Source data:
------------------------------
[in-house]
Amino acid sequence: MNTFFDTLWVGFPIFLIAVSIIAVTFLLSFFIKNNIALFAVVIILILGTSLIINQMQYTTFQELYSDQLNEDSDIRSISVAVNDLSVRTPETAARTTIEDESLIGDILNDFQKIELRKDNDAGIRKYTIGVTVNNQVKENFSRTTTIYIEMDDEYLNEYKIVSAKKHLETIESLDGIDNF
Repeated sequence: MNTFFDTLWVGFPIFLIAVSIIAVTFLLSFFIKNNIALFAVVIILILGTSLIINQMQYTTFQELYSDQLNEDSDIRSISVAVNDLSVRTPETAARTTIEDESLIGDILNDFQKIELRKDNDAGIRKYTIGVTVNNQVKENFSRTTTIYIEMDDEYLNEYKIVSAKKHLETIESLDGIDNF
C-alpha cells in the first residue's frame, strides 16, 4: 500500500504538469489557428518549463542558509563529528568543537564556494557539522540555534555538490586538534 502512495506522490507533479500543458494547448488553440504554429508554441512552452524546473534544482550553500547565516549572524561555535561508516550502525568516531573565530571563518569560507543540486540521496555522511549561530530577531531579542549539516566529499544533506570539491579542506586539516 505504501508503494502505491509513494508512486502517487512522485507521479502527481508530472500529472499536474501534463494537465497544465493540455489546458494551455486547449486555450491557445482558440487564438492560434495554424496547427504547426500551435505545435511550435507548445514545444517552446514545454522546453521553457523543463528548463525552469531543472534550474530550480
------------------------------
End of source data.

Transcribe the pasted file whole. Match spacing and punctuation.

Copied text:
[in-house]
Amino acid sequence: MNTFFDTLWVGFPIFLIAVSIIAVTFLLSFFIKNNIALFAVVIILILGTSLIINQMQYTTFQELYSDQLNEDSDIRSISVAVNDLSVRTPETAARTTIEDESLIGDILNDFQKIELRKDNDAGIRKYTIGVTVNNQVKENFSRTTTIYIEMDDEYLNEYKIVSAKKHLETIESLDGIDNF
Repeated sequence: MNTFFDTLWVGFPIFLIAVSIIAVTFLLSFFIKNNIALFAVVIILILGTSLIINQMQYTTFQELYSDQLNEDSDIRSISVAVNDLSVRTPETAARTTIEDESLIGDILNDFQKIELRKDNDAGIRKYTIGVTVNNQVKENFSRTTTIYIEMDDEYLNEYKIVSAKKHLETIESLDGIDNF
C-alpha cells in the first residue's frame, strides 16, 4: 500500500504538469489557428518549463542558509563529528568543537564556494557539522540555534555538490586538534 502512495506522490507533479500543458494547448488553440504554429508554441512552452524546473534544482550553500547565516549572524561555535561508516550502525568516531573565530571563518569560507543540486540521496555522511549561530530577531531579542549539516566529499544533506570539491579542506586539516 505504501508503494502505491509513494508512486502517487512522485507521479502527481508530472500529472499536474501534463494537465497544465493540455489546458494551455486547449486555450491557445482558440487564438492560434495554424496547427504547426500551435505545435511550435507548445514545444517552446514545454522546453521553457523543463528548463525552469531543472534550474530550480